Can Vulnerability Be Power?
CompassPoint staff member Amy Benson is leading monthly practice groups in January, February, and March 2013 where participants can learn more about and raise the quality of their interpersonal communication. If you’ve had the chance to work with Amy, you know she’s the perfect facilitator for these sessions.
Vulnerability – eek! I know I try to hide mine.
If I’m hurt that a friend cancels on me at the last minute, I might smile and say, “Oh, it’s no big deal, I have a lot of other things I need to do tonight too.” If I’m worried that a colleague may not deliver the materials I need on time, I may send an email saying, “You MUST submit your materials by noon on Friday.” Whether I’m hiding my hurt feelings or my inability to control other people’s actions, I’m doing it to protect myself. I’m hiding the parts of my life where I feel weak, with the hopes that others won’t find those weak spots and exploit them. Sometimes I even hide them from myself, so that I won’t have to feel the incredible vulnerability of being alive and human.
|We practiced showing our vulnerability today as part of a new Powerful Non-Defensive Communication (PNDC) practice group we’ve started at CompassPoint. Upon observation, it seems our vulnerabilities show up less in our words and more in our body language and tone of voice. One participant who wanted to make a suggestion to her co-worker started her question of “Why don’t you try…?” with a demanding tone. We suggested that she ask that same question, but with an attitude of curiosity.||
Really, why doesn’t she try this approach? Maybe she tried it before and it didn’t work. Maybe she doesn’t understand and doesn’t know how to ask. Maybe the idea never occurred to her. Our group member needs to ask the question in a tone that shows she doesn’t already know the answer, and she wants to know. Doing so reveals her vulnerability in that moment. It’s saying “I need information from you to help me figure out what to do next.”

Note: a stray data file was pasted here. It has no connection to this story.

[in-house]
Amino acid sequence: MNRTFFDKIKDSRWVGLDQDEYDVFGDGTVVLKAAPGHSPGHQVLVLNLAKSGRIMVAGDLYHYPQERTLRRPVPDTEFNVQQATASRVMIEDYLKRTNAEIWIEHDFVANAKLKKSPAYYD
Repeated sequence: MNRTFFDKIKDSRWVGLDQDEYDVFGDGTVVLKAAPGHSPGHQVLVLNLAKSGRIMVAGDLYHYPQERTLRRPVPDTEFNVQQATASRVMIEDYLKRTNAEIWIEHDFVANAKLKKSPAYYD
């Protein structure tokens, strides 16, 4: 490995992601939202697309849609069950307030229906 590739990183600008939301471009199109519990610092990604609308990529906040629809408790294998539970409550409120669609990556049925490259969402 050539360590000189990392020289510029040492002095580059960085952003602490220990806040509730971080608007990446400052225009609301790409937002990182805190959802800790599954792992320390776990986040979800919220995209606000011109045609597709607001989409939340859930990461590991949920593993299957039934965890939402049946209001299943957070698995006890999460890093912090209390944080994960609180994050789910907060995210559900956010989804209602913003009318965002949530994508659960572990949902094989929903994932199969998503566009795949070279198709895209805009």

The fact is that the people around us know that we’re humans, not impenetrable robots. When we use language that embraces our vulnerabilities, rather than hides them, we ultimately look stronger to our audience and feel stronger within ourselves. We give others the permission to have weak spots, too, and create a more honest atmosphere around ourselves. A simple change of tone can have a ripple effect into the world around us.
Maybe next time I will try saying “Of course you can cancel our plans for tonight, and I will miss your company” or “If you submit your materials by noon on Friday, I will be able to include them in the final report. If you submit them late, I will have to use an attachment to the report, which may look sloppy and reflect poorly on our team.” I will be brave about showing my weak spots (eek!), knowing that it ultimately helps me relate better to the people around me and makes me a stronger person. I’m looking forward to practicing these skills further in our upcoming Communication Superstars practice groups. More info here.
Have you changed your tone of voice, your choice of words, or your way of thinking about a situation, and had it make an impact in your job or at your organization? I’d love to hear about it in the Comments section below.
By Amy Benson, Project Coordinator